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The Magic Cafe Forum Index » » Dvd, Video tape, Audio tape & Compact discs. » » Material Most Benefitted by Video (0 Likes) Printer Friendly Version

jhostler
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303 Posts

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We've all heard the various arguments for and against the proliferation of video & DVD at the expense of studied reading, but I'm curious which recorded material you feel has most benefitted from the visual medium. In other words, which specific DVDs and videos generally contain material for which timing, sleights, performance nuances, angles, etc. are significantly better conveyed visually than through the written word? (Let me preempt anyone tempted to write off the question as pointless by emphasizing that I'm *already* a fan of Marshall McLuhan, but believe that certain mediums are better fit for teaching certain material!)

Cheers,

JMH
Tom Cutts
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Staff
Northern CA
5691 Posts

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Two of the most recent and obvious answers would be:

Visions Of Wonder for the insight into theory, philosophy, and how that integrates with technique, structure and framing.

On The Loose. Though less time is spent hi-liting the many awesome facets of Malone's performance, any who invest the time to study what and why he does exactlty, will be duely rewarded.

Tom
martyk
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275 Posts

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Hey guys,
A repet plea; when you mention an item (eg: "on the loose", please give the name of the creator too so one can locate the effect--or, where to get same.
Marty K
FZandura
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Loyal user
North Carolina
247 Posts

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Daryl's Encyclopedia of Card Slights

I can pick up the handlings SO much quicker, than from reading a book w/ crude drawings or fuzzy photos.
Smile
F. Zandura
Jim Tighe
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West Virginia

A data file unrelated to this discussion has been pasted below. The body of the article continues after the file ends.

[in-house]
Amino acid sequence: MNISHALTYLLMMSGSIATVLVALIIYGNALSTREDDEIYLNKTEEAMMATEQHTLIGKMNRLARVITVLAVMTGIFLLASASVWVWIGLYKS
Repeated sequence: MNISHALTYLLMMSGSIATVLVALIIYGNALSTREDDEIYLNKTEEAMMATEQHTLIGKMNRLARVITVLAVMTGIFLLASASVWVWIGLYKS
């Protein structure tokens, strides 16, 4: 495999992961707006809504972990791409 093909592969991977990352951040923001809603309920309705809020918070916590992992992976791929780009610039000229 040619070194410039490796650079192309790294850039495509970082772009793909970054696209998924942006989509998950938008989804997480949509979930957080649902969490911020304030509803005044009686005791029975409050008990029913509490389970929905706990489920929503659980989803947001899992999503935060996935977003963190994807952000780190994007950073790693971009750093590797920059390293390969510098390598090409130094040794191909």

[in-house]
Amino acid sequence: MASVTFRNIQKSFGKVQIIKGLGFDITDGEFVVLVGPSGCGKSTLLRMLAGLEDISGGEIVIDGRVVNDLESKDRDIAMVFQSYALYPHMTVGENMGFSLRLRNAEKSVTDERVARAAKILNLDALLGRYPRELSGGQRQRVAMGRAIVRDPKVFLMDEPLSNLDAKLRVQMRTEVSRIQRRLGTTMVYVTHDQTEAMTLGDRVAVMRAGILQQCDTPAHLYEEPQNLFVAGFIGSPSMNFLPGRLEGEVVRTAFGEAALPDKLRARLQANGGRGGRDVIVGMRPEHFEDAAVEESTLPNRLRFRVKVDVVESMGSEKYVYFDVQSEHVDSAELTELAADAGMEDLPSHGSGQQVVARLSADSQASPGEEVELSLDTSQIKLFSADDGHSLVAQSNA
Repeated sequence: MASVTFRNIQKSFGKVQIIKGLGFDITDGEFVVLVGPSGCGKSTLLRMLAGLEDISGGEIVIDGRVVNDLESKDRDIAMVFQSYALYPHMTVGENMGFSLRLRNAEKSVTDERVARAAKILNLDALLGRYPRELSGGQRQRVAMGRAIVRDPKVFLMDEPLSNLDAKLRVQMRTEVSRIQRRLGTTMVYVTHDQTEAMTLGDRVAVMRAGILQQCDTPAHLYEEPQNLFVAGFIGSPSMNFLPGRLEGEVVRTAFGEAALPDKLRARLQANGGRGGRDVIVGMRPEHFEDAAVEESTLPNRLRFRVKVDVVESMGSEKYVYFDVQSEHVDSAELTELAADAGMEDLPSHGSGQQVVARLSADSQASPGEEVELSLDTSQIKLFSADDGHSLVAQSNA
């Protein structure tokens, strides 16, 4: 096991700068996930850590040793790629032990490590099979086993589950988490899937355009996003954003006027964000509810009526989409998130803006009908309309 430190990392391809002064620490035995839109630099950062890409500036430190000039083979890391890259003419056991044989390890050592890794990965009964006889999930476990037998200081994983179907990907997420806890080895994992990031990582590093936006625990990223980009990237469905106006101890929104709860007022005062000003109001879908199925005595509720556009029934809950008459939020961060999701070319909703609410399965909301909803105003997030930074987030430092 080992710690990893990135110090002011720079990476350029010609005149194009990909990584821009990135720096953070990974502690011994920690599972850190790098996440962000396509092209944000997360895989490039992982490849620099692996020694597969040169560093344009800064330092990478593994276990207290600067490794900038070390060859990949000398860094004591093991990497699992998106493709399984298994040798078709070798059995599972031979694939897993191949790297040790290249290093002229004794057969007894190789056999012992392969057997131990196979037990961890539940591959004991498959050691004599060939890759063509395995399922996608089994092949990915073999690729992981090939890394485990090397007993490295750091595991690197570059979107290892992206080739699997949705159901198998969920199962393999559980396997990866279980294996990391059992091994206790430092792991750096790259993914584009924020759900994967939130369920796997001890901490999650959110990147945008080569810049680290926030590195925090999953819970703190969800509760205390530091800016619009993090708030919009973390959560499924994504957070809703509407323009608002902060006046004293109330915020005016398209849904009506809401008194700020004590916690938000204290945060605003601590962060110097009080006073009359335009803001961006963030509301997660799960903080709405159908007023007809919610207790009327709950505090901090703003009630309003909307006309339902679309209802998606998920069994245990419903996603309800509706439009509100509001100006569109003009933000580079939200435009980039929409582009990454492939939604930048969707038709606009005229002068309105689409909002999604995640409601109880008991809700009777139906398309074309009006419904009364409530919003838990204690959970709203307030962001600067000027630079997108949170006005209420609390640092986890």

360 Posts

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Rope magic videos (ala Tabary). Remember Daryl's routine with the wall-size poster of still shots.
Turk
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Inner circle
Portland, OR
3546 Posts

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I learn better, faster and easier "visually" (watching a video) than I do "cerebrally" (reading).

For me, learning moves, handling, TIMING and effects is better via a video; learning magic theory and presentation (etc.) is better via a book (where you can read a little, think a little, go back and re-read a little, think a little bit more, etc.).

There is a place for both and neither is mutually exclusive of the other in either area.

Just my two cents worth (and what works best for ME).

Mike
Magic is a vanishing Art.

This must not be Kansas anymore, Toto.

Eschew obfuscation.
Joshua Quinn
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Inner circle
with an outer triangle
2016 Posts

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I said it before on another thread, but I'll say it again: If anything justifies learning magic from videos rather than books, it's rubber band magic. I will be blissfully happy to never again have to squint at another photo or drawing of a bunch of interconnected strands, trying to figure out which ones go over which, or have to slog through another sentence like, "Insert the right index finger into the uppermost loop formed by the strands coming off the left middle and ring fingers, to the right of the point where they cross, and move it to the left while simultaneously turning the left hand palm inward, causing the outer strands to slide backward over the..."